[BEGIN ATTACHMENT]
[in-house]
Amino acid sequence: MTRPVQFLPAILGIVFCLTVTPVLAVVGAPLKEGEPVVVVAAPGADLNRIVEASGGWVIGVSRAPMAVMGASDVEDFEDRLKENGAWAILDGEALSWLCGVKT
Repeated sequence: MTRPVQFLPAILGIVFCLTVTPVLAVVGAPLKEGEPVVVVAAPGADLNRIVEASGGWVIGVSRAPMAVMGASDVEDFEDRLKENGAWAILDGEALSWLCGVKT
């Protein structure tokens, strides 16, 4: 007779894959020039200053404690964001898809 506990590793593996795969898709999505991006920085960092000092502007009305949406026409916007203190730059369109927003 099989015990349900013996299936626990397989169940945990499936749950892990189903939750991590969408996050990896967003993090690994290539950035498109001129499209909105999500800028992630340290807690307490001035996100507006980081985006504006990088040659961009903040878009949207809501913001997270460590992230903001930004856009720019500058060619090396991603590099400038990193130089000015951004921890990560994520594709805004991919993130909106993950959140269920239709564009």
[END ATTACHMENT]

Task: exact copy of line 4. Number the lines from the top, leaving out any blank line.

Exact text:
């Protein structure tokens, strides 16, 4: 007779894959020039200053404690964001898809 506990590793593996795969898709999505991006920085960092000092502007009305949406026409916007203190730059369109927003 099989015990349900013996299936626990397989169940945990499936749950892990189903939750991590969408996050990896967003993090690994290539950035498109001129499209909105999500800028992630340290807690307490001035996100507006980081985006504006990088040659961009903040878009949207809501913001997270460590992230903001930004856009720019500058060619090396991603590099400038990193130089000015951004921890990560994520594709805004991919993130909106993950959140269920239709564009």